By some odd fluke of happenstance, I found myself meeting Catrina who too had moved from a very vibrant dance scene in Montreal (and Europe). There began our earnest, slightly naïve, but highly passionate attempt to bring fantastic dance artists (many of whom in the beginning were my friends and peers from T.O.) to little river-lined Guelph. I was super excited to give dance artists gigs, as well as to feed Guelphites some great morsels of artistic expression through the body and through this great medium of commonality!  
Catrina and Janet, 2001
In the beginning we had a fantastic group of volunteers (mostly those in the community we had started to teach, to win over) and we would all meet with babies in hand in someone's kitchen, sipping coffee and dreaming big. It was super motivating to see how much our volunteers, like us, were seeking rich artistic experiences to sweep up on the shores of Guelph.  Everyone wanted to support a community that presented such artistic endeavors.... We all wanted to help foster a city for our kids, our souls, our shared sense of the need for artistic interaction and proactive expression.

As a new presenter for dance, Bill Kimball in Peterborough was a big inspiration for me.  He programmed interesting and edgy dance and the University-driven city seemed to follow eagerly in his presenter's path.  I saw a link between these two communities and, with Catrina's love of experimental dance in mind too, we tried our best in those early GCDF years to go slow but to immediately present dance that was slightly challenging, risk-taking and definitely, for the most part, of a very high skill level (we maintained separate series for both emerging artists and youth performers, and continue to do so today).  
We seemed to grasp immediately that if we wanted this wee festival to survive, we would need to grasp hands with other organizations, with more people, and with the greater community if possible.  This element has undeniably been one of the most satisfying as well as wise moves the GCDF has made.  With great support and collaboration, the GCDF has been able to take leaps, spin slowly, lunge deep..........

Catrina: And where are we leaping, spinning, lunging deep to?  Where are we now and where do we go from here?  These are the questions we are asking ourselves right now, planning a future direction for the festival in ways we cannot even imagine just yet.  In the very beginning we dreamed that Guelph could be a place where dancers could work outside a metropolitan area (yes, this was very personal for us), where artists could create in tranquility and with less influences all around them (yes, also something we wanted for ourselves), and where we could witness the diversity of dance happening across Canada without driving an hour or more.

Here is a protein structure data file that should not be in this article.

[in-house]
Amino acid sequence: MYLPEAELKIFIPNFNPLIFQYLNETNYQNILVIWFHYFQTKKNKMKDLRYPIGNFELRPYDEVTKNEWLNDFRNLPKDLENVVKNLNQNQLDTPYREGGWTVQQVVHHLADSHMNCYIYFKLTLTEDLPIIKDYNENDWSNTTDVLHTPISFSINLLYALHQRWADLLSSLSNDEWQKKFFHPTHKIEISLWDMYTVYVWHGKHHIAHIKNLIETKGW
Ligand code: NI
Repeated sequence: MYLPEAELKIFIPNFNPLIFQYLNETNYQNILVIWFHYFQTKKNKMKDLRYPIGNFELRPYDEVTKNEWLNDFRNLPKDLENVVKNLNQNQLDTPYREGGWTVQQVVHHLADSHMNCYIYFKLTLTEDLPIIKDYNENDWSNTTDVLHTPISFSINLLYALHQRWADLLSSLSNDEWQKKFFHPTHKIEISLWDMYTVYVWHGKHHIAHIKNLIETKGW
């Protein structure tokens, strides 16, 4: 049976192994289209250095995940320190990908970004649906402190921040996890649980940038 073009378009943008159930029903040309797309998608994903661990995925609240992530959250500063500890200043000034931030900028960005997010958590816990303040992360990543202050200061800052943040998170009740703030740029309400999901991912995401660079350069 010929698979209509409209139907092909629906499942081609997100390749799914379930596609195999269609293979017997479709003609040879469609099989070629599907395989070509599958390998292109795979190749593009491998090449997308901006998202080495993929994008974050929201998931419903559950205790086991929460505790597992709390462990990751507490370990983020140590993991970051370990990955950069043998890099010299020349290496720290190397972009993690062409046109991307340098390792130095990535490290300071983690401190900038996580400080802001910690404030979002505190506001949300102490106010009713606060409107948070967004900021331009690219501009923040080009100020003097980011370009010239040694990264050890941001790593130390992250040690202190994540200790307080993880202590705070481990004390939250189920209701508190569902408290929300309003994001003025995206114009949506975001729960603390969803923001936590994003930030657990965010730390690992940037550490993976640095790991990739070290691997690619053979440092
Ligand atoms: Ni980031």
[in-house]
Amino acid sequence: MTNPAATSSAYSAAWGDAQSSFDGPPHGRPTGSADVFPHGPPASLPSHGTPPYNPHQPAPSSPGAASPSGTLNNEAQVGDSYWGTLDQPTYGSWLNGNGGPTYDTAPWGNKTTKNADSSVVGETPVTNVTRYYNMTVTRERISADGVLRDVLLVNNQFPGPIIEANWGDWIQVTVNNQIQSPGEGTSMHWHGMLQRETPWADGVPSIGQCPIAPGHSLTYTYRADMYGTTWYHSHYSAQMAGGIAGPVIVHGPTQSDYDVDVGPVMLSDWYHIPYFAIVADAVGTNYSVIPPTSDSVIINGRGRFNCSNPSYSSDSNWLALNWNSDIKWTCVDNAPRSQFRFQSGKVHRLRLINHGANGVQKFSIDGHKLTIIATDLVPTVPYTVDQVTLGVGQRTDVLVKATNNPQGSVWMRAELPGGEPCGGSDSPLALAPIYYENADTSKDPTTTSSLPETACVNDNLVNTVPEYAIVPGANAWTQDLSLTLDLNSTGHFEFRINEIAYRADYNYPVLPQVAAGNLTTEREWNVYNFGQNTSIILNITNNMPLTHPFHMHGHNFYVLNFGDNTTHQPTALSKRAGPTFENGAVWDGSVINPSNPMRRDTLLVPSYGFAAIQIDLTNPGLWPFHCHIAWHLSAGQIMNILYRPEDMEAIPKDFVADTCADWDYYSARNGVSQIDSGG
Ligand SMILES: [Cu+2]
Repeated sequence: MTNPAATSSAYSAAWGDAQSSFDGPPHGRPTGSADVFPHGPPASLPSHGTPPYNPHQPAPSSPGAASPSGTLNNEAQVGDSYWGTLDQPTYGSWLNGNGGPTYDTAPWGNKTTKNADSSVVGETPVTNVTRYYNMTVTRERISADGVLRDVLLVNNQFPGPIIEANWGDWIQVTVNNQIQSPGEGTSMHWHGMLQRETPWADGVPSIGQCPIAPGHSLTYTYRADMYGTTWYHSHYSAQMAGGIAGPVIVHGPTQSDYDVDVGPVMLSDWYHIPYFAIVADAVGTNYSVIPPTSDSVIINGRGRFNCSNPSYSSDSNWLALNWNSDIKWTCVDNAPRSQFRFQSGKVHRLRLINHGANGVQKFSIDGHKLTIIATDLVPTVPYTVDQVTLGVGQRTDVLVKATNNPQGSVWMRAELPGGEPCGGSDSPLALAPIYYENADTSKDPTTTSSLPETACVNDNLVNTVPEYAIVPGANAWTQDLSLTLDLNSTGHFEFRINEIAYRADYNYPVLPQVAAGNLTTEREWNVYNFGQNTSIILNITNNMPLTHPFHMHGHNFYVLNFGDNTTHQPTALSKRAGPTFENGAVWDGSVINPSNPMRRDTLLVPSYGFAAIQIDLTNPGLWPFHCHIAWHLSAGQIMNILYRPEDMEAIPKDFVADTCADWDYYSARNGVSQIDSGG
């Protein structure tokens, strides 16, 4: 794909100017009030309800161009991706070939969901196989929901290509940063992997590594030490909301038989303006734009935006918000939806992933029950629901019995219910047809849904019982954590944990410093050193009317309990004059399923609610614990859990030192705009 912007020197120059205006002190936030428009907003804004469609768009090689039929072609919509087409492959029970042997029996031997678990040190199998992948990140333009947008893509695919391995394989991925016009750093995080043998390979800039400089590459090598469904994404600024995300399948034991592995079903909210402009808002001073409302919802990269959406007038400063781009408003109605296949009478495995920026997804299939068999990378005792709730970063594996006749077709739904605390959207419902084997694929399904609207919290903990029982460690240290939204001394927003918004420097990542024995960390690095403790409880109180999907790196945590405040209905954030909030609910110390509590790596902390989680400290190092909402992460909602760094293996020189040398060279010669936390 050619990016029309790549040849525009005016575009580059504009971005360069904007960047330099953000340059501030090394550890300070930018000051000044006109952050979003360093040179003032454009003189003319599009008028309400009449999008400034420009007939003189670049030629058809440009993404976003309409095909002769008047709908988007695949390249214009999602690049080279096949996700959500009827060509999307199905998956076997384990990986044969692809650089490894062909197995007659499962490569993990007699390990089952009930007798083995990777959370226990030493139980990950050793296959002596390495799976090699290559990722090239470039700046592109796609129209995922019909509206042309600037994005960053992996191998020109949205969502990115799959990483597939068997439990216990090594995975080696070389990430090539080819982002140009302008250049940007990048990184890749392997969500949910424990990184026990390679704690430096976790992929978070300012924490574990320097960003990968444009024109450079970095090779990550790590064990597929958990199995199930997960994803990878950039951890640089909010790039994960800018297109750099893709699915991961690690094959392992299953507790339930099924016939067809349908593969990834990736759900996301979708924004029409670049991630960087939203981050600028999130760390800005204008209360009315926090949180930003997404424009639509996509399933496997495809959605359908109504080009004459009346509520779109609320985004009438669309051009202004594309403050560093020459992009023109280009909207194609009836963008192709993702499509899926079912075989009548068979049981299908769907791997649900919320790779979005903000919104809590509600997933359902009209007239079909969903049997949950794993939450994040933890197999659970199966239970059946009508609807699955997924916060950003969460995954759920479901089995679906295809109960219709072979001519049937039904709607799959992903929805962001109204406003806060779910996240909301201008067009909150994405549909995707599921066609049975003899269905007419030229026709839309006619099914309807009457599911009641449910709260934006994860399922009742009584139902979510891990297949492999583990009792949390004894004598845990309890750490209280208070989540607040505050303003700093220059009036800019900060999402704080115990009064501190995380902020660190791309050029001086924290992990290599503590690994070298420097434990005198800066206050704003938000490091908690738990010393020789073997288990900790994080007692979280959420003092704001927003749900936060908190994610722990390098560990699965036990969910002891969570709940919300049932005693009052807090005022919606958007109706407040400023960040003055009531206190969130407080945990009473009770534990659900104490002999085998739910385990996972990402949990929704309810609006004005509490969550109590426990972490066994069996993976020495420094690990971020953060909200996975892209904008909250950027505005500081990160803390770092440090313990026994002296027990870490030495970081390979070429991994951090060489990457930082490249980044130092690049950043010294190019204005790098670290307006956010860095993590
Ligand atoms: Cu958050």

We really do have all that now right here in Guelph.  Guelph is home to Dancetheatre David Earle, a world-renowned Order of Canada and Premier's Awards of Excellence in the Arts recipient.  Professional dancers can train with them and perform with their company.  Guelph is home to Fall on Your Feet, a relatively new collective of professional dancers who all call Guelph their home and who invite the community at large to join in on their movement research and discoveries. 

Young dancers are training regularly in contemporary dance through the Guelph Youth Dance training program, and the more serious young dancers get performance opportunities with a wide range of professional dancers through the Guelph Youth Company.  And, of course, the festival itself brings artists from not only across the country but from all over the world to this wonderful city of Guelph. 

We may have been a bit naïve in the beginning, but hey, that quality brought us to a place where anything is possible, a place I am still very happy to be.

We are incredibly excited to continue with the dreaming and the planning and to see where this might take us over the next 10, 20 years.  What are your thoughts?  Do you want to be involved?